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117-Year-Old Victorian Home in Uptown Demolished Despite Preservation Fight

By Darryl Holliday | February 11, 2014 8:11am
  A 117-year-old Victorian home at 4642 N. Magnolia Ave. in Sheridan Park was torn down Monday.  
The Victorian at 4642 N. Magnolia Ave.
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UPTOWN — Attempts to save a Victorian home in Uptown from the wrecking ball failed Monday as the 19th century structure was torn down.

Despite some neighborhood opposition, a permit to demolish the home at 4642 N. Magnolia Ave. was approved last week after months of debate on the topic.

"We're all really disappointed it came to this," said Martin Tangora, a preservation advocate who has lived next door to the home for 38 years. He said destruction of the 117-year-old home was "completely needless."

Mike Finan and Liz Finan, Uptown residents who own O'Shaughnessy's Public House in Ravenswood, disagreed. Though they have rehabilitated a number of old buildings in the past — including their own Uptown home — they said the old Victorian was simply too costly to fix up. They instead plan to construct a six-flat apartment building at the site. They bought the home for $525,000 in a deal contingent on the city granting a demolition permit.

"The house is getting knocked down unless somebody wants it," Mike Finan told Uptown residents at a community meeting in December, offering to let preservationists buy it if they wanted it to stay. He said "the house is completely demolished on the interior" due to a fire years ago and would take hundreds of thousands of dollars to remodel.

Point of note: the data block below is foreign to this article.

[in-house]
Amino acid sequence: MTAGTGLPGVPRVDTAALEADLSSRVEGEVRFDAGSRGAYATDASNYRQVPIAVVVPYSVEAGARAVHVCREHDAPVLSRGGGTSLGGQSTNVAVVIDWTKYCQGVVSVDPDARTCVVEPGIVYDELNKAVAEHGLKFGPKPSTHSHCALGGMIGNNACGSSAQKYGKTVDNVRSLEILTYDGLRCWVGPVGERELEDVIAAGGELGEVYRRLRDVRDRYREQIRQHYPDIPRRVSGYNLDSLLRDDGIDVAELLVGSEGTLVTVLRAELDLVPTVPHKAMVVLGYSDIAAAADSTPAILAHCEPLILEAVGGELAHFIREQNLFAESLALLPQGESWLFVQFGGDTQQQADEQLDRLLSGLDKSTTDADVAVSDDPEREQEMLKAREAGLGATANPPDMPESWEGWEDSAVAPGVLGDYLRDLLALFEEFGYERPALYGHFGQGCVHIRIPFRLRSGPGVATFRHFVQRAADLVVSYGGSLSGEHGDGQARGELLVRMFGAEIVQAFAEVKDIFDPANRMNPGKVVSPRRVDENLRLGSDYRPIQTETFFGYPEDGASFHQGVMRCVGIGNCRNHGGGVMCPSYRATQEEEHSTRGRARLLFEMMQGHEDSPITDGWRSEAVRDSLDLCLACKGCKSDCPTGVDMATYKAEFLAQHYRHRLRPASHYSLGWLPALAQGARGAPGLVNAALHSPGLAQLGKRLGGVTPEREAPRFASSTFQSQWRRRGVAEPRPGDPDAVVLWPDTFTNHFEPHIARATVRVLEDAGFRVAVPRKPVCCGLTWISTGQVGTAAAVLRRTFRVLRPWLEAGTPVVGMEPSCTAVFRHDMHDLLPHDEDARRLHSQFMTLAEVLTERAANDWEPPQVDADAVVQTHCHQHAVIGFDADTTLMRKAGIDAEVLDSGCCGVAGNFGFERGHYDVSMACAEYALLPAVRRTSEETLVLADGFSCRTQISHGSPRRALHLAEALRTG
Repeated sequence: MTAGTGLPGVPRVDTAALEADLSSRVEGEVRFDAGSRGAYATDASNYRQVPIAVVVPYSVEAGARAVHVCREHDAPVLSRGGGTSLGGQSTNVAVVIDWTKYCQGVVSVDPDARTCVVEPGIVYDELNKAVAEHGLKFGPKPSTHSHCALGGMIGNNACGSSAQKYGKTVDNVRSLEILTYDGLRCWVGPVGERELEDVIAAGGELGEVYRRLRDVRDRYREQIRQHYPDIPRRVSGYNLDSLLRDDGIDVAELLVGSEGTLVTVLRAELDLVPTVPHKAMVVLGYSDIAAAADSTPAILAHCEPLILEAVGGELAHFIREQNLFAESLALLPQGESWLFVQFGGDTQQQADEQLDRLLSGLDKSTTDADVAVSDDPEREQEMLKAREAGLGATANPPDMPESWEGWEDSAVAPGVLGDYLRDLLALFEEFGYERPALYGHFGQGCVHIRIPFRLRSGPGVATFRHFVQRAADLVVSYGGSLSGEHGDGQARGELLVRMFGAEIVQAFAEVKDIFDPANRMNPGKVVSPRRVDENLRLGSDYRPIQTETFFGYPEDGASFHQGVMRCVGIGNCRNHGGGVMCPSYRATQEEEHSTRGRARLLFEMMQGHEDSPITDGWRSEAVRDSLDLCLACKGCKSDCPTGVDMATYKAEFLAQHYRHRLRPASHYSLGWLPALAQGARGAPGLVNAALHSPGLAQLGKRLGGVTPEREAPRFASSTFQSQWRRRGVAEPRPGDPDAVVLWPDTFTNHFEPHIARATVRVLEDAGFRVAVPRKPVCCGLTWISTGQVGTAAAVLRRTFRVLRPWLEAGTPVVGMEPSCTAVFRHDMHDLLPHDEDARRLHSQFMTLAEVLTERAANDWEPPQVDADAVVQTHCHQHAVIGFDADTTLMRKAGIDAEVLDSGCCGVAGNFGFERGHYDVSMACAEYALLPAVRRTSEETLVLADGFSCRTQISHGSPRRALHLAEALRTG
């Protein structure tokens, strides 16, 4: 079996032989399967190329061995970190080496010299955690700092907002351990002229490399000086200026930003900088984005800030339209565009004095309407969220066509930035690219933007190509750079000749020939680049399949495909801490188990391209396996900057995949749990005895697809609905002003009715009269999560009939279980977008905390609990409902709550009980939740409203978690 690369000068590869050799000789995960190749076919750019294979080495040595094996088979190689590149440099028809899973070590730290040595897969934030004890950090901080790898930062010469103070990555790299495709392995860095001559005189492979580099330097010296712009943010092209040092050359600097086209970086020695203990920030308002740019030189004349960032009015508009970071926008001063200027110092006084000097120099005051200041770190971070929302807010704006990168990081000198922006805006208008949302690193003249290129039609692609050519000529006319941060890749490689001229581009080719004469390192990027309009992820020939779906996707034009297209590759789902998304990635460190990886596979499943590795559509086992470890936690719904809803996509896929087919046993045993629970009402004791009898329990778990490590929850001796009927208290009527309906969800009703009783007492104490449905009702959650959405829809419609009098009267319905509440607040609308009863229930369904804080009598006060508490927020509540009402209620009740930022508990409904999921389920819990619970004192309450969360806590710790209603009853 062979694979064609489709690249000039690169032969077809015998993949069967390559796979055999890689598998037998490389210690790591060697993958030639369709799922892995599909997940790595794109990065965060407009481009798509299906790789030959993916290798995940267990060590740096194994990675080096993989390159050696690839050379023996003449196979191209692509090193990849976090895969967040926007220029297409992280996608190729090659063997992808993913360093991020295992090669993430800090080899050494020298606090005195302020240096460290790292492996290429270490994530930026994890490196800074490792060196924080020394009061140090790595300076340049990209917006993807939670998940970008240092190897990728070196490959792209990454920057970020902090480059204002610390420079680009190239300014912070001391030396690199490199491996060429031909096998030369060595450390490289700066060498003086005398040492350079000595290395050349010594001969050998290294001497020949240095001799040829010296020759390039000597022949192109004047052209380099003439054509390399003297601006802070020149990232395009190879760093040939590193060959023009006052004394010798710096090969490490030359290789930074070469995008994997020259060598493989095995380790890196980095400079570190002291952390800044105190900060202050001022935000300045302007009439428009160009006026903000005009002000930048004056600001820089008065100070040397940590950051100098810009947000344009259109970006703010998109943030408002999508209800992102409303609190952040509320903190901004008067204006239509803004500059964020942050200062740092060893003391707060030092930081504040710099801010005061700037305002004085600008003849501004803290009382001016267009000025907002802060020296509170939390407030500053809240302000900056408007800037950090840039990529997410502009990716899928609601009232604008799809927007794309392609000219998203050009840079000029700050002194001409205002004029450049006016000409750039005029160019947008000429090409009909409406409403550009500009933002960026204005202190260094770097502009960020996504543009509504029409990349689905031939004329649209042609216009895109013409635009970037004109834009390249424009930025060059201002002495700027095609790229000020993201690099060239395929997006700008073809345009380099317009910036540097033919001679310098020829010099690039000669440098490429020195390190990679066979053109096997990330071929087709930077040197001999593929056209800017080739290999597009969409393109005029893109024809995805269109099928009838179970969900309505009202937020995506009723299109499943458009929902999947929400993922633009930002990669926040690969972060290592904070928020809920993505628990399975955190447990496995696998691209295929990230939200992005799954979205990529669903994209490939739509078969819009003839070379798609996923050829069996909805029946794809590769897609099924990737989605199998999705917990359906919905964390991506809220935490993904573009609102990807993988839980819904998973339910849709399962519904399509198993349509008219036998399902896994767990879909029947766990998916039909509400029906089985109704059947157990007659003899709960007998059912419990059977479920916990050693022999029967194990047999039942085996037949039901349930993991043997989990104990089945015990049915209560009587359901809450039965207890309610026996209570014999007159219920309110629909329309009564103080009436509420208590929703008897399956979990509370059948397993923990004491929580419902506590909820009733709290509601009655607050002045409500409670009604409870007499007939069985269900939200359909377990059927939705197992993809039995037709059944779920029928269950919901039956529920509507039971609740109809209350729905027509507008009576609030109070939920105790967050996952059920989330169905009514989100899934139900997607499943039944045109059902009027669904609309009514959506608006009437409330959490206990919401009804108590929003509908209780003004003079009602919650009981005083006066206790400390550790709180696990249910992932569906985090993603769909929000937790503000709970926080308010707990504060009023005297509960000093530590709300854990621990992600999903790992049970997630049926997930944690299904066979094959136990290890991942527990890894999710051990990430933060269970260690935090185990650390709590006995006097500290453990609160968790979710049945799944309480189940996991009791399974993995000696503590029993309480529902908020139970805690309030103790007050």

The Finans could not be reached for comment as the house came down Monday.

Donna Allen, who lived across the street from the home for 10 years, said the demolition was bound to happen.

"My understanding is that there was no way of conserving it," she said. "Had it been maintained, I would say, 'Yeah, keep it" — but it wasn't being maintained."

But, according to Tongara, the home is a regrettable loss to Sheridan Park, an area in Uptown that was named a historic district in 1985 and is "filled with a dazzling array of unique single-family houses and smaller apartment buildings by some of the most prominent 19th and early 20th century architects," according to Preservation Chicago.

"This house struck me as one of the prettiest houses on the North Side," he said. "Even before we bought our house, we had admired this one, at a time when there was a lot of neglect and abandonment in the area."